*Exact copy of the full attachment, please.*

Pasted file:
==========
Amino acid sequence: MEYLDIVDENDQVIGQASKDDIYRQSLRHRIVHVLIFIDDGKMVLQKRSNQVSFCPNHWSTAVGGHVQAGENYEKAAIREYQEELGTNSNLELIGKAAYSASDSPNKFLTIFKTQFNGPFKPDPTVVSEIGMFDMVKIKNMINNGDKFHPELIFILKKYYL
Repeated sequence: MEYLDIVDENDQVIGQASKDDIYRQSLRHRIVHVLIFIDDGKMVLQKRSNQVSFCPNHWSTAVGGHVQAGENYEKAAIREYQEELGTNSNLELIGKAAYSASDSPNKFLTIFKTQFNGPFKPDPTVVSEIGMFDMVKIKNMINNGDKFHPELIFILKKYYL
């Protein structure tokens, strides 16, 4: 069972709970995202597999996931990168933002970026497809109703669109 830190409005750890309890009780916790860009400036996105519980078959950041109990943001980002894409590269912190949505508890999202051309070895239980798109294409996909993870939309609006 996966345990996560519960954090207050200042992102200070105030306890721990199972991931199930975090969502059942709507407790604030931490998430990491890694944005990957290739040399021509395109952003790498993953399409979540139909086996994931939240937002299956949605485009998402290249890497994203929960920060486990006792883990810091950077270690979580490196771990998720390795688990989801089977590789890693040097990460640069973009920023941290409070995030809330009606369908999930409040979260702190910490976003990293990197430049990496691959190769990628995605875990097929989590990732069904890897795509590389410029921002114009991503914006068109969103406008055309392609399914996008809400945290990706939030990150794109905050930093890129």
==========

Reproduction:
Amino acid sequence: MEYLDIVDENDQVIGQASKDDIYRQSLRHRIVHVLIFIDDGKMVLQKRSNQVSFCPNHWSTAVGGHVQAGENYEKAAIREYQEELGTNSNLELIGKAAYSASDSPNKFLTIFKTQFNGPFKPDPTVVSEIGMFDMVKIKNMINNGDKFHPELIFILKKYYL
Repeated sequence: MEYLDIVDENDQVIGQASKDDIYRQSLRHRIVHVLIFIDDGKMVLQKRSNQVSFCPNHWSTAVGGHVQAGENYEKAAIREYQEELGTNSNLELIGKAAYSASDSPNKFLTIFKTQFNGPFKPDPTVVSEIGMFDMVKIKNMINNGDKFHPELIFILKKYYL
């Protein structure tokens, strides 16, 4: 069972709970995202597999996931990168933002970026497809109703669109 830190409005750890309890009780916790860009400036996105519980078959950041109990943001980002894409590269912190949505508890999202051309070895239980798109294409996909993870939309609006 996966345990996560519960954090207050200042992102200070105030306890721990199972991931199930975090969502059942709507407790604030931490998430990491890694944005990957290739040399021509395109952003790498993953399409979540139909086996994931939240937002299956949605485009998402290249890497994203929960920060486990006792883990810091950077270690979580490196771990998720390795688990989801089977590789890693040097990460640069973009920023941290409070995030809330009606369908999930409040979260702190910490976003990293990197430049990496691959190769990628995605875990097929989590990732069904890897795509590389410029921002114009991503914006068109969103406008055309392609399914996008809400945290990706939030990150794109905050930093890129």